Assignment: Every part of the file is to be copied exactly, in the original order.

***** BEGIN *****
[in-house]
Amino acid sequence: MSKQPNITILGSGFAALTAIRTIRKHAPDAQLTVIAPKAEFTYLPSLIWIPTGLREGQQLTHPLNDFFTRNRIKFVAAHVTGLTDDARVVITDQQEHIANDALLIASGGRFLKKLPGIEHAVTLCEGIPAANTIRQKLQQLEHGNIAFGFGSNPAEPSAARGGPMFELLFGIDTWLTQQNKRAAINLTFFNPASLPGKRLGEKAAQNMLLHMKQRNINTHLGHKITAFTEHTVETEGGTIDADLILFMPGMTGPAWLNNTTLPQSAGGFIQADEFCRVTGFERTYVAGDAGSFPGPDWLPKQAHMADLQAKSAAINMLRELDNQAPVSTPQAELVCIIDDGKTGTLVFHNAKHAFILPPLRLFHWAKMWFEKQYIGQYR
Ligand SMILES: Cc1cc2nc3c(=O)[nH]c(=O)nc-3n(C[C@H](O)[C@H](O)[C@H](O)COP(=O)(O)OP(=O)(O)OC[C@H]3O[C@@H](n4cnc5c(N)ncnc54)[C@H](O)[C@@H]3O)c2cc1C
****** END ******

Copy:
[in-house]
Amino acid sequence: MSKQPNITILGSGFAALTAIRTIRKHAPDAQLTVIAPKAEFTYLPSLIWIPTGLREGQQLTHPLNDFFTRNRIKFVAAHVTGLTDDARVVITDQQEHIANDALLIASGGRFLKKLPGIEHAVTLCEGIPAANTIRQKLQQLEHGNIAFGFGSNPAEPSAARGGPMFELLFGIDTWLTQQNKRAAINLTFFNPASLPGKRLGEKAAQNMLLHMKQRNINTHLGHKITAFTEHTVETEGGTIDADLILFMPGMTGPAWLNNTTLPQSAGGFIQADEFCRVTGFERTYVAGDAGSFPGPDWLPKQAHMADLQAKSAAINMLRELDNQAPVSTPQAELVCIIDDGKTGTLVFHNAKHAFILPPLRLFHWAKMWFEKQYIGQYR
Ligand SMILES: Cc1cc2nc3c(=O)[nH]c(=O)nc-3n(C[C@H](O)[C@H](O)[C@H](O)COP(=O)(O)OP(=O)(O)OC[C@H]3O[C@@H](n4cnc5c(N)ncnc54)[C@H](O)[C@@H]3O)c2cc1C